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N.S. Gill

Why Do We Believe Strange "Facts" About Gladiators?

By June 15, 2010

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Gladiators have been in the news recently, thanks to a burial site in York, UK (the city where Constantine became emperor) thought to be the site of the burial with honor of Roman gladiators 1800 years ago. Eighty skeletons have been examined. They are described as more robust than average Romans and the wounds, including teeth marks thought to be from a lion, suggest violence. See Lion bite helps solve riddle of York gladiator graveyard.

Everyone knows that the Roman emperor decided whether a fallen gladiator should die by giving a thumbs down or up to the other gladiator holding a sword at his opponent's neck, right? And those people who are actually interested in gladiators know that before the fight the gladiators addressed the emperor to say "Morituri te salutant" 'Those who are about to die salute you'.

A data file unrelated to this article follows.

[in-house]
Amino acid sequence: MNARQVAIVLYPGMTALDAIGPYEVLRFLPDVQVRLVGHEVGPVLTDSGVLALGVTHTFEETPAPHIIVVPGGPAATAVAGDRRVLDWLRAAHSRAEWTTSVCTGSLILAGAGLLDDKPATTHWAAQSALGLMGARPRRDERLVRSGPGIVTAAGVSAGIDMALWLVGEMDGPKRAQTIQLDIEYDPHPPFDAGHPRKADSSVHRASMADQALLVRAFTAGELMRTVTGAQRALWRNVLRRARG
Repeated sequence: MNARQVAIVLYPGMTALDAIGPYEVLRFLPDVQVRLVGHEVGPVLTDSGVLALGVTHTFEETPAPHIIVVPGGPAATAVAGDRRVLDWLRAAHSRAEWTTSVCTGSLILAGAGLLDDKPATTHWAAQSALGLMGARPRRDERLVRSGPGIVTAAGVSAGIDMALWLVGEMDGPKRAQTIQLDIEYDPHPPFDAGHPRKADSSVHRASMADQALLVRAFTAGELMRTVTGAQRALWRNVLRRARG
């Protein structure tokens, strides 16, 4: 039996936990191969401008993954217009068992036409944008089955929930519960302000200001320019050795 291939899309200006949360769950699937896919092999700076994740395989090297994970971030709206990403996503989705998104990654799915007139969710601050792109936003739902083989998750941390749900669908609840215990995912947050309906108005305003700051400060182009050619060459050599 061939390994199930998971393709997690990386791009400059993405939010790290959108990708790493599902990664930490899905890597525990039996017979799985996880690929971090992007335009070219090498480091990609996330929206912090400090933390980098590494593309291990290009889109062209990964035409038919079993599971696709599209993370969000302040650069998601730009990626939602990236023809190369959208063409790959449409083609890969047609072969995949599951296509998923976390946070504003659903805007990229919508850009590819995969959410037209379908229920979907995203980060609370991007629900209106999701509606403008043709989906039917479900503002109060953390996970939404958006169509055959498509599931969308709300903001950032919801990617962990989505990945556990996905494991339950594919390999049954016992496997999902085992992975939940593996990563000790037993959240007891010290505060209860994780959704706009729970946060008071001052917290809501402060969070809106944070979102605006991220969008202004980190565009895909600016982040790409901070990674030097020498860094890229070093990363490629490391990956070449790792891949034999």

The trouble is these aren't facts at all.

It appears that the blame for these urban legends can partly be laid at the brush of one talented and popular artist, Jean-Léon Gérôme (French, 1824-1904), as Bingley points out in a forum thread on Morituri Te Salutant.

Comments

June 15, 2010 at 10:58 am
(1) Eric says:

Those crazy neoclassical idealists…

June 16, 2010 at 11:02 am
(2) John Kerr says:

How can “better muscled” be discerned on skeletons? Or was flesh preserved?

June 17, 2010 at 9:21 am
(3) ancienthistory says:

John – I changed the original post. I can’t get to the article I thought I paraphrased to verify. Other articles refer to the corpses as robust. I believe heavy exercise, which results in heavy musculature, translates into stronger or bigger bones, so although muscle may be a stretch, I don’t know if it’s much.

June 18, 2010 at 2:17 am
(4) 4Honesty says:

At John Kerr: I fell hard on concrete and broke my arm in 2006. My orthopedic surgeon was showing me the x-rays of my arm when I asked about old age and bone loss. He looked at the x-ray and looked at me, then he asked: “Were you a weight lifter?”

Yep – I was: between ages 13 and 18. It was over 40 years later and this doctor could still immediately detect the evidence of my above average “robust” body. So there’s no reason to doubt the report about gladiators’ bones showing evidence of heavier than average musculature.

Oh, BTW – I recovered 100% from the bone fracture: something the orthopedic surgeon says “never happens.” This is just the “dividend” I got from all that weight lifting and shot putting I did as a teen.

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